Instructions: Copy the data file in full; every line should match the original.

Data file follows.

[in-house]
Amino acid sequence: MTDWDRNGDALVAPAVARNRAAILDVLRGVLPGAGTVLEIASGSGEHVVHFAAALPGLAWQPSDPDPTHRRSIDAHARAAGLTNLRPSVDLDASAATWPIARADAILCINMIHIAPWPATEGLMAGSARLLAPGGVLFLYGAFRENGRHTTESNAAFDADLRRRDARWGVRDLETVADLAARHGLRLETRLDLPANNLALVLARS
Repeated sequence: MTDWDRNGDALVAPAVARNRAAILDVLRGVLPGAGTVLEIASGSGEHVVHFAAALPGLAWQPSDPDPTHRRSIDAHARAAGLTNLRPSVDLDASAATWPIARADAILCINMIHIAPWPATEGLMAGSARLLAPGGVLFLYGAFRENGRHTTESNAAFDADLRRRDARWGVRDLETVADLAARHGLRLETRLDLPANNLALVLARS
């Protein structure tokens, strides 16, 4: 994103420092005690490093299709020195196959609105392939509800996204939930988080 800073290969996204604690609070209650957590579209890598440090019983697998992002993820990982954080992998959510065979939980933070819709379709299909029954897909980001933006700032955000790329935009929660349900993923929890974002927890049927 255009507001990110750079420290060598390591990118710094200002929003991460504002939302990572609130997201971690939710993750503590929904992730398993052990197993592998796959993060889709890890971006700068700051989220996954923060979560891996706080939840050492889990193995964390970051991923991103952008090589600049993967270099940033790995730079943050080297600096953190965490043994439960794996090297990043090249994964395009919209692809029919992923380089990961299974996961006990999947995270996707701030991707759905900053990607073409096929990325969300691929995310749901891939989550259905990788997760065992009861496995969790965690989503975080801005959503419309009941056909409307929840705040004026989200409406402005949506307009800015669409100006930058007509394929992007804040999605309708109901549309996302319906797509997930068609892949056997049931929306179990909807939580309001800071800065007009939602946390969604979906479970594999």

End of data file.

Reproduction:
[in-house]
Amino acid sequence: MTDWDRNGDALVAPAVARNRAAILDVLRGVLPGAGTVLEIASGSGEHVVHFAAALPGLAWQPSDPDPTHRRSIDAHARAAGLTNLRPSVDLDASAATWPIARADAILCINMIHIAPWPATEGLMAGSARLLAPGGVLFLYGAFRENGRHTTESNAAFDADLRRRDARWGVRDLETVADLAARHGLRLETRLDLPANNLALVLARS
Repeated sequence: MTDWDRNGDALVAPAVARNRAAILDVLRGVLPGAGTVLEIASGSGEHVVHFAAALPGLAWQPSDPDPTHRRSIDAHARAAGLTNLRPSVDLDASAATWPIARADAILCINMIHIAPWPATEGLMAGSARLLAPGGVLFLYGAFRENGRHTTESNAAFDADLRRRDARWGVRDLETVADLAARHGLRLETRLDLPANNLALVLARS
């Protein structure tokens, strides 16, 4: 994103420092005690490093299709020195196959609105392939509800996204939930988080 800073290969996204604690609070209650957590579209890598440090019983697998992002993820990982954080992998959510065979939980933070819709379709299909029954897909980001933006700032955000790329935009929660349900993923929890974002927890049927 255009507001990110750079420290060598390591990118710094200002929003991460504002939302990572609130997201971690939710993750503590929904992730398993052990197993592998796959993060889709890890971006700068700051989220996954923060979560891996706080939840050492889990193995964390970051991923991103952008090589600049993967270099940033790995730079943050080297600096953190965490043994439960794996090297990043090249994964395009919209692809029919992923380089990961299974996961006990999947995270996707701030991707759905900053990607073409096929990325969300691929995310749901891939989550259905990788997760065992009861496995969790965690989503975080801005959503419309009941056909409307929840705040004026989200409406402005949506307009800015669409100006930058007509394929992007804040999605309708109901549309996302319906797509997930068609892949056997049931929306179990909807939580309001800071800065007009939602946390969604979906479970594999």